The following quotes strike me as being particularly relevant to Christians living in 2016. Wherever we live, we are constantly confronted with violence, abuse, war (declared and undeclared), crime, massive greed, hopelessness, depression, and cynicism, lies and propaganda, hunger, the rape of our planet. These well-known and long-respected authors have some potent words to say about our response to the values of our time. I encourage you to learn more about them and dip into their writing. (See more information on all three below quotes.
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“It is not only true that if we say Yes to God, we must say No to evil. It is also true that if we refuse to say No to evil, we cannot say Yes to God” (Robert McAfee Brown in Saying Yes and Saying No).
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“Guilty than others, there is no point at which any of us may claim total exemption. Some are directly guilty, for example, of the ongoing humiliation of people of color—they pass anti-racial laws, or they refuse to enforce existing nondiscriminatory racial antagonism, or they speak and write against minority groups. While some are directly guilty of such things,all are responsible for their continuing. Those who acquiesce in the evil done by others bear responsibility for that evil. Those who remain quiet when the demagogue speaks give their support to the demagogue. Those who remain indifferent to the quiet voices of hatred encourage such voices to speak more loudly” (Robert McAfee Brown in Saying Yes and Saying No).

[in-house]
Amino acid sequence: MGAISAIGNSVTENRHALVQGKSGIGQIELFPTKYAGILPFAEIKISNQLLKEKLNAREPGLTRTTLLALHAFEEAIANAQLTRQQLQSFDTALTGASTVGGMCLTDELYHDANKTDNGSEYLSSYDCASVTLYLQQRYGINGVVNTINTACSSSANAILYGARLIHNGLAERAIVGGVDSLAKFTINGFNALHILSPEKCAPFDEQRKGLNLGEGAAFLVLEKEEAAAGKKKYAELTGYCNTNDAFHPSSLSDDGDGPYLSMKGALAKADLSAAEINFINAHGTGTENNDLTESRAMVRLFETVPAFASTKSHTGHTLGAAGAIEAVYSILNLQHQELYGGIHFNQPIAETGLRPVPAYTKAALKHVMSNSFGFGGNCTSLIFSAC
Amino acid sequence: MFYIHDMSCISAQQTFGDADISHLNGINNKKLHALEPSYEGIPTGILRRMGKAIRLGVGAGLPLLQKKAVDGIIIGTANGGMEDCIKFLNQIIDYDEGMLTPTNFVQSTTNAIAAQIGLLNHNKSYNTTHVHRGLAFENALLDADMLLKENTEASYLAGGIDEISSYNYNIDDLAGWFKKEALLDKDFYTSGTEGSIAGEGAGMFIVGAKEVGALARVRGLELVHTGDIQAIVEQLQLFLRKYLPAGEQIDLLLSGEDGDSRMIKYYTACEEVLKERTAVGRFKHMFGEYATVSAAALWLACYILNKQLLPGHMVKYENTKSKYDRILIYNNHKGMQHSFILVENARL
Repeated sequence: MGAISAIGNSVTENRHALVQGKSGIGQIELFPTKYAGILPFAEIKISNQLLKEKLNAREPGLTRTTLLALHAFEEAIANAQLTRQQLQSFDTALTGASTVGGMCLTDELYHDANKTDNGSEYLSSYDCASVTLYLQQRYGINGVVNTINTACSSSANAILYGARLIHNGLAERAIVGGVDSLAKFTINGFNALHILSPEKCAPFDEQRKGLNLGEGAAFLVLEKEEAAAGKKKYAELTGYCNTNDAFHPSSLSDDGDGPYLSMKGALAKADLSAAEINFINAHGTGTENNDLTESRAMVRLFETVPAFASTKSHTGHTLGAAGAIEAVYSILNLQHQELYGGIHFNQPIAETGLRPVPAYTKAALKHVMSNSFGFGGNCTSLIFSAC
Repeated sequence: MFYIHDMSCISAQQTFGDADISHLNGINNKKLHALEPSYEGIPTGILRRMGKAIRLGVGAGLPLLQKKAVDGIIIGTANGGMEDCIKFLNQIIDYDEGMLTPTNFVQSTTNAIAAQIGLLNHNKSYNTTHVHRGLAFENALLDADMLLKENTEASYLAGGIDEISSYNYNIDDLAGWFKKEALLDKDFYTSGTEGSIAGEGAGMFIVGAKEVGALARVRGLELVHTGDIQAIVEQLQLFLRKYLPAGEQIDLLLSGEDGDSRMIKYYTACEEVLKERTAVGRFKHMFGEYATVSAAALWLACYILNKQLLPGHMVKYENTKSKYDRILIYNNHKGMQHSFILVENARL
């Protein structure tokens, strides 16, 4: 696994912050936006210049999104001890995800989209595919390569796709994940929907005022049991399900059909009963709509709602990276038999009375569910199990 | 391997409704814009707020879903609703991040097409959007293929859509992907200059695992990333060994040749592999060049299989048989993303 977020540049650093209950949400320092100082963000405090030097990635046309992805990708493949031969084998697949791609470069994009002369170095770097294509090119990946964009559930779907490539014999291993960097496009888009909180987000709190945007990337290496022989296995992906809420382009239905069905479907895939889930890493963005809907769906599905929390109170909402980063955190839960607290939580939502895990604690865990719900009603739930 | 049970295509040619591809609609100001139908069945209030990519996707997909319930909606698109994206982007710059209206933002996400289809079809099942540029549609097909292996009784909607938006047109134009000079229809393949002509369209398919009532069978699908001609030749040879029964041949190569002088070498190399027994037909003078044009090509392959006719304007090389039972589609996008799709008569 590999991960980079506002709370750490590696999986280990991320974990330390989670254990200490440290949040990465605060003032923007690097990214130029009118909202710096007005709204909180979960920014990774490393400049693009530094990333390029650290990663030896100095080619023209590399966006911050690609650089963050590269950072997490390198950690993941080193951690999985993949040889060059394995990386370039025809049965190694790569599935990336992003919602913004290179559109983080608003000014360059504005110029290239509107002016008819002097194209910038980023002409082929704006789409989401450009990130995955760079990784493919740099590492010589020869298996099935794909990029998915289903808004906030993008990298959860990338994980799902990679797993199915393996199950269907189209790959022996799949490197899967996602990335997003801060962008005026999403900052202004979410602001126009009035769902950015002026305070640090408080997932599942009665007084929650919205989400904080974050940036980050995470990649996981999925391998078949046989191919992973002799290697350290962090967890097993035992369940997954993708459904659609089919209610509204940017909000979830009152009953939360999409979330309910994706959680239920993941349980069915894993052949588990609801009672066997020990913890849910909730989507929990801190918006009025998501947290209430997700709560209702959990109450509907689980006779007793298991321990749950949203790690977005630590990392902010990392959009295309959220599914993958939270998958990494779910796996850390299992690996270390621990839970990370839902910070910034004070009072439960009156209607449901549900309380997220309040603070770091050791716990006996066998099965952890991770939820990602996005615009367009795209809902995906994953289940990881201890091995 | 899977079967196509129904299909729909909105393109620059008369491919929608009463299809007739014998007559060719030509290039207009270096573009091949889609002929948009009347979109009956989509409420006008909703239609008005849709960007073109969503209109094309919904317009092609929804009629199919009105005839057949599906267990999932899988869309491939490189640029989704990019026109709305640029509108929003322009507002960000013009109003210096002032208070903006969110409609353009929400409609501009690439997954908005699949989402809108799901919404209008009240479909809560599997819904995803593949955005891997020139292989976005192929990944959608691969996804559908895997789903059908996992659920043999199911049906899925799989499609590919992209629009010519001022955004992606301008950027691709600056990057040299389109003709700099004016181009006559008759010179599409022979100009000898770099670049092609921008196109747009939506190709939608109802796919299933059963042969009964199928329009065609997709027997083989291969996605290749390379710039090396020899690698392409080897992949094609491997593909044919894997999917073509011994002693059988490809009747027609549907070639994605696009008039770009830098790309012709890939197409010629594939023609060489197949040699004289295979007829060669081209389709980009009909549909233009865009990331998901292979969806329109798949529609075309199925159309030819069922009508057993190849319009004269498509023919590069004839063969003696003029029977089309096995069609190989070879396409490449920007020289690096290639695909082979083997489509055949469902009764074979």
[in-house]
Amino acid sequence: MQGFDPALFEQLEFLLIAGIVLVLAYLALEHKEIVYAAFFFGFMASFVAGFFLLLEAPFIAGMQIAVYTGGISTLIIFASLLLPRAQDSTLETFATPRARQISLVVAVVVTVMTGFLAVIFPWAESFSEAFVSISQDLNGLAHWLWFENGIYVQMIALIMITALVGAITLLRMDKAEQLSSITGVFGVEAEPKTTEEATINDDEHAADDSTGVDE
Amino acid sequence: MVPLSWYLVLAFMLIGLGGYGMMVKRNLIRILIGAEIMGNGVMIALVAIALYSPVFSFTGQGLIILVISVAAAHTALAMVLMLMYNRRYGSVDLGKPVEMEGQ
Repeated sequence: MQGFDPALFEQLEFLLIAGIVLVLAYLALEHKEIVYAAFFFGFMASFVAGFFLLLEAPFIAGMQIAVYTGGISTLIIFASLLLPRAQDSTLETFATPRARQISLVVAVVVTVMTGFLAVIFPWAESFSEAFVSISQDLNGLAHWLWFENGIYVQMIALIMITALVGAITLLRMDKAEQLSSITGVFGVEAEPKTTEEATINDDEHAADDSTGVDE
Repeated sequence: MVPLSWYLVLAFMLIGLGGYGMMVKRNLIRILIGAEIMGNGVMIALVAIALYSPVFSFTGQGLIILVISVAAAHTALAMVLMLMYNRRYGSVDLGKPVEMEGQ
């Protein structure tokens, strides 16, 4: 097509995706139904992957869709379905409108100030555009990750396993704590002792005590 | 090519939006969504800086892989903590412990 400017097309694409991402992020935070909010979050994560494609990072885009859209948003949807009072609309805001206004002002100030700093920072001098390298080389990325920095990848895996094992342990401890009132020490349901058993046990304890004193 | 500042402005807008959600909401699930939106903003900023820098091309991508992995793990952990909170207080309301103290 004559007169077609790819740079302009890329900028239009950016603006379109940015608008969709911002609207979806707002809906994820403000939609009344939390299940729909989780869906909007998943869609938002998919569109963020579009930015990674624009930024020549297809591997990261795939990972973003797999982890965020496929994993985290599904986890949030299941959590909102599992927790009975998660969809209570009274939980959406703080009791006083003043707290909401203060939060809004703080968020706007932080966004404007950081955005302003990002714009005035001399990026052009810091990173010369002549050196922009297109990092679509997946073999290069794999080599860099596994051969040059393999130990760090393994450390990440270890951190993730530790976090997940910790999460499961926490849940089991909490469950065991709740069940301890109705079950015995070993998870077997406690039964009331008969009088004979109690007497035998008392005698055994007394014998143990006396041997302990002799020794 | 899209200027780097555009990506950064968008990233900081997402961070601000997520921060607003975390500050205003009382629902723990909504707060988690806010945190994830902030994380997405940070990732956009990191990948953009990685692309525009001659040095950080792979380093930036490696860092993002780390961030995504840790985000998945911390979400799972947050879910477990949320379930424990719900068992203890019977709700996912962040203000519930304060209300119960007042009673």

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“Anger is a signal, and one worth listening to. Our anger may be a message that we are being hurt, that our rights are being violated, that our needs and wants are not being adequately met, or simply that something is not right. Our anger may tell us that we are not addressing an important emotional issue in our lives, or that too much of our self—our beliefs, values, desires or ambitions—is being compromised in a relationship. Our anger may be a signal that we are doing more and giving more than we can comfortably do or give. Or our anger may warn us that others are doing too much for us, at the expense of our own competence and growth . . . . Our anger can motivate us to say “no” to the ways in which we are defined by others and “yes” to the dictates of our inner self” (Harriet Lerner in The Dance of Anger).
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“The One who made us, who has every right over us, profoundly respects us, as no one else so fully does. He knows the greatest thing about us is our freedom, our power to choose, to love. Therein, precisely, lies our particular likeness to the divine. And he will never violate that freedom, no matter how badly we choose to abuse it. He will never force his way into our lives” (M. Basil Pennington in Centering Prayer).
Robert McAfee Brown (1920 -2001) was a Presbyterian minister, a theologian, teacher, and author. He was an advocate for social, economic, and gender issues who believed “we are here to share bread with one another, so that everyone has enough, and no one has too much.”
Harriet Lerner, PhD is the author of eleven books including the Dance of Anger, the Dance of Intimacy, the Dance of Fear. From 1972 to 2001 she was a staff psychologist at the Menninger Clinic in Topeka, Kansas and a faculty member and supervisor in the Karl Menninger School of Psychiatry. She and her husband are currently in private practice.
M. Basil Pennington O.C.S.O. (1931–2005) was a Trappist monk and priest. He was a leading Roman Catholic spiritual writer, speaker, teacher, and director. Pennington became known internationally as one of the major proponents of the Centering Prayer movement begun at St. Joseph’s Abbey in Spencer, Massachusetts, during the 1970s.